English Nederlands




Kind of sport:Summersport Summersport
Old sport:No


Judo (ju=soft/gentle; do=way) is one of the best-known japanese martial arts. It has been on the Olympic programme since the Games in Tokyo in 1964. During those Games, Japanese prestige as host nation was dealt a smart blow. In the presence of 15000 japanese spectators Anton Geesink defeated his Japanese opponent Kaminaga in the above 95 Kg. category.
According to the principle of judo, a judoka must yield to the movements of his/her opponent so that he/she can throw him/her or catch him/her in a hold when the opponent's balance is upset. judo has a number of pins and strangleholding techniques, but no punching or kicking techniques. It is based on a general sense of physical and mental well-being, and the most efficient way in which to utilise physical strength. The competition mat (tatami) covers a surface of a hundred square metres and is made of pressed rice straw or synthetic material. The duration of the match has changed over the years somewhat. In 1964 the matches which preceded the final lasted ten minutes while the final lasted fifteen minutes. During the 1972 and 1976 Games, the pre-final matches were for six minutes and the final was for ten minutes. During the 1980 and 1084 Games, they were reduced even further to five and seven minutes respectively. But ever since 1988, all matches have a duration of five minutes. Right before the match begins, the two comopetitors bow to each other as a sign of respect and then the referee calls, "Hajime" (begin). besides the main referee, there are two other assistent referees. By means of raising a red or white board, they make known their decision regarding the winner of the match. Every judoka has his/her own colour. The scoring table goes as follows:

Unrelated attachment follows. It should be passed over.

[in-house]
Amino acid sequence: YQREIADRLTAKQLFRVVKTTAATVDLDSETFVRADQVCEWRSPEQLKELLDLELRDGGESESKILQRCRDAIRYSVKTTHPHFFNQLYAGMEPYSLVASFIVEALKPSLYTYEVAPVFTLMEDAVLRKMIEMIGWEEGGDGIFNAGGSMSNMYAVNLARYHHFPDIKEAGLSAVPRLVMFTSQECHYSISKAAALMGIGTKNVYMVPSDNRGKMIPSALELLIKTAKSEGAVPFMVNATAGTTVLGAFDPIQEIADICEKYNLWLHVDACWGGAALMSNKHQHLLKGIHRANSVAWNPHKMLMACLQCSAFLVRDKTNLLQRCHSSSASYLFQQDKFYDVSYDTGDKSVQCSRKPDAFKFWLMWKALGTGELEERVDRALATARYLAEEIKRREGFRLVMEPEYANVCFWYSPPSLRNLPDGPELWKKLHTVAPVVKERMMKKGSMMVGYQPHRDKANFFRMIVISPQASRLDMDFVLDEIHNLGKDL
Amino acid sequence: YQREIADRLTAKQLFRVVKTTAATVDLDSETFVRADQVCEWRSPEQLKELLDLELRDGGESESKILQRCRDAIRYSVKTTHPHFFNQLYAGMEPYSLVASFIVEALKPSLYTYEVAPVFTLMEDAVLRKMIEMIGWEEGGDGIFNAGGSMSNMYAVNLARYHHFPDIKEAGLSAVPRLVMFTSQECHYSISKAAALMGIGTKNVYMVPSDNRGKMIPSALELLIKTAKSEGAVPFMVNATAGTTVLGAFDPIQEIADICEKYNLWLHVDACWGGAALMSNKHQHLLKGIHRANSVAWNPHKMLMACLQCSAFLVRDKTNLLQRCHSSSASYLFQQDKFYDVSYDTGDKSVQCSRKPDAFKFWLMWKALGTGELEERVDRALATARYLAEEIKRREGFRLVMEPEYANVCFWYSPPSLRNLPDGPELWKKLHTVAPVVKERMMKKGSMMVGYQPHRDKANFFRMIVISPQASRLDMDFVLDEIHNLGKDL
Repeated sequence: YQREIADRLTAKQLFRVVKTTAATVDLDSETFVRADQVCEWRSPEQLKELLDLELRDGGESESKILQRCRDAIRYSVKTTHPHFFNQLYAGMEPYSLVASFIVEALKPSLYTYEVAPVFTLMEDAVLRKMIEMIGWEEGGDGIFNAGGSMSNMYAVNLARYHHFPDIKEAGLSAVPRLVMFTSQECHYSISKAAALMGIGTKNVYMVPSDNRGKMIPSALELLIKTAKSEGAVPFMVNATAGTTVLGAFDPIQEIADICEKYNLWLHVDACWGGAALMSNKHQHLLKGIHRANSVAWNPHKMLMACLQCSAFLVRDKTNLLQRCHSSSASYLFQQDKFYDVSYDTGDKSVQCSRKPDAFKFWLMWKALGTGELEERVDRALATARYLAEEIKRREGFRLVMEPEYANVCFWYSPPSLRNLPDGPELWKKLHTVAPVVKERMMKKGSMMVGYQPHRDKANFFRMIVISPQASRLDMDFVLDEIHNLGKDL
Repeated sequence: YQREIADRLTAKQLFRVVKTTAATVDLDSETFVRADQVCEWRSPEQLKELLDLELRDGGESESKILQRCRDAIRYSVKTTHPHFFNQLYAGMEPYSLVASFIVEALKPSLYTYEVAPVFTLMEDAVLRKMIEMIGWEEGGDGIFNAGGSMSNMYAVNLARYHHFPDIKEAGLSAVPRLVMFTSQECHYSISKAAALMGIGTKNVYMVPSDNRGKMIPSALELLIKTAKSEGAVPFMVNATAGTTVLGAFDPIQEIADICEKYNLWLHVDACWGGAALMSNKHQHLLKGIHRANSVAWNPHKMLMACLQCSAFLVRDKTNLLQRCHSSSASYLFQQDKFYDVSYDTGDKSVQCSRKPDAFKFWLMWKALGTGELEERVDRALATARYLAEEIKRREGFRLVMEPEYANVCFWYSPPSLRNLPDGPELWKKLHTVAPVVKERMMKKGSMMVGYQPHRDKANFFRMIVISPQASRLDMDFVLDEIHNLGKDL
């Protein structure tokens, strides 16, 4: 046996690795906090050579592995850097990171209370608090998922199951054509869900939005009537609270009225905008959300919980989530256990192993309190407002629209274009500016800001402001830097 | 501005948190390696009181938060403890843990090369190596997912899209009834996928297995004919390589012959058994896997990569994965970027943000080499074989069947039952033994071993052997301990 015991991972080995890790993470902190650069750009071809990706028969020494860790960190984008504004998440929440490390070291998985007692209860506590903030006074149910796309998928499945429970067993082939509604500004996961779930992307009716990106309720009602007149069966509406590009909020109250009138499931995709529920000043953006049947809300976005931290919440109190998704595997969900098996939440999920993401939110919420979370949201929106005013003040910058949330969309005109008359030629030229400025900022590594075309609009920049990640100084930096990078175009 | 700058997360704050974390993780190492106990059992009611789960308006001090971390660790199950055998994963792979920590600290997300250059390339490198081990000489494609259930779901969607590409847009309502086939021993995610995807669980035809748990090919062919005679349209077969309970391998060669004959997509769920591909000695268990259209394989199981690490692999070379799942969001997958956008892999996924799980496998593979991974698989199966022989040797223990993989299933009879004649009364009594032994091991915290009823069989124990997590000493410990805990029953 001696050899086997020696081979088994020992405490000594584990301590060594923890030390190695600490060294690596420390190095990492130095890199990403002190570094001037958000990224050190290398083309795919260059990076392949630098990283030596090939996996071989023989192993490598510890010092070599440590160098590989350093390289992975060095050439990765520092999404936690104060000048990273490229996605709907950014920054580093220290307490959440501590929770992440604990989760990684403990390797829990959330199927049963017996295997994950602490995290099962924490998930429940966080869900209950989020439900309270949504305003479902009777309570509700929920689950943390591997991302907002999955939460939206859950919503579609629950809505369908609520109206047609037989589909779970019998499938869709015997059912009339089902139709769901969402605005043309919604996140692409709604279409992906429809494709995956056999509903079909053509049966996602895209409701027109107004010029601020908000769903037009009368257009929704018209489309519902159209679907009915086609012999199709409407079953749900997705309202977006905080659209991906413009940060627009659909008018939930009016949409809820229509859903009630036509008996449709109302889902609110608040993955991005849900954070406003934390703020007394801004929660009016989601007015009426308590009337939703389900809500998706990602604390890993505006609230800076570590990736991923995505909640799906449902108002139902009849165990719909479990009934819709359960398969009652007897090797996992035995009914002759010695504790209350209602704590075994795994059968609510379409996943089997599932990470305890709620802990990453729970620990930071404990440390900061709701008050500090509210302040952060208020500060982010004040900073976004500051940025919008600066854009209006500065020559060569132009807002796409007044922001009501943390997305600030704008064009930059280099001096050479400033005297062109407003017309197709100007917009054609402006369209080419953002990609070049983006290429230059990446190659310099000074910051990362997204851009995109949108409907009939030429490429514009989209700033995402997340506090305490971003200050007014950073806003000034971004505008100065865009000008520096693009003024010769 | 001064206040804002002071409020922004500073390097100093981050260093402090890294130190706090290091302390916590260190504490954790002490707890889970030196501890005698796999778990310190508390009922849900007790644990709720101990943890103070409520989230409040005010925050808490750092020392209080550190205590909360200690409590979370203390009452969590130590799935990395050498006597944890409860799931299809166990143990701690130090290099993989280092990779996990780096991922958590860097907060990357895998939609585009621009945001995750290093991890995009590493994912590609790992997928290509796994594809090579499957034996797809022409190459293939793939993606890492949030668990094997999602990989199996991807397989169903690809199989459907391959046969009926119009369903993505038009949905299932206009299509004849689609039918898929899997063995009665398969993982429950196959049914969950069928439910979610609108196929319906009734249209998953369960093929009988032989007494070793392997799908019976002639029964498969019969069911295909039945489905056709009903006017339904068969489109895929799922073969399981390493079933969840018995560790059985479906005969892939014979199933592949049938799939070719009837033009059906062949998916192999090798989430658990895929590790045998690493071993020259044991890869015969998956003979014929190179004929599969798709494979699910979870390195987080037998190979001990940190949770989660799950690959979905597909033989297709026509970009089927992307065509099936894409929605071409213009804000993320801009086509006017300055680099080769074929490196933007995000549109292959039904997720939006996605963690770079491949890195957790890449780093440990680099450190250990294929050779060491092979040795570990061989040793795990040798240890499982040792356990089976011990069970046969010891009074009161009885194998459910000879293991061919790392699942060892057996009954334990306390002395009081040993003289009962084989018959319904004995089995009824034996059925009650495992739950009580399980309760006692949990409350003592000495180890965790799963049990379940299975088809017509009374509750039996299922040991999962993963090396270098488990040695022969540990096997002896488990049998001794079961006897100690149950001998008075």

Ippon: one point
Waza-ari: almost an ippon
Yuko: almost waza-ari
Koka: almost Yuko

Each match is about one point. Two waza-aris are equal to one Ippon. When neither of the judokas manage to secure an advantage within the duration of the match, then the match ends undecided. An ippon is awarded for a well executed throw, a hold which confines the opponent for thirty seconds, a very well thought stranglhold and if an opponent gives up and displays this by patting on the mat. At the end of the match, the judokas bow once more and congratulate and console each other after the referes have made their choice which is done by raising the arm of the winner.
The weight class in judo for men are:

until 60 Kg
until 65 Kg.
until 71 Kg.
until 78 Kg.
until 86 Kg.
until 95 Kg.
above 95 Kg.

Since the 1992 Olympics, women have also been competing in judo.
The weight class for women are:
until 48 Kg.
until 52 Kg.
until 56 Kg.
until 61 Kg.
until 66 Kg.
unti 72 Kg.
above 72 Kg.

Judo is a many-sided and attractive sport with holding, throwing and ground techniques. This sport demands a good sense of balance, strength and a quick response.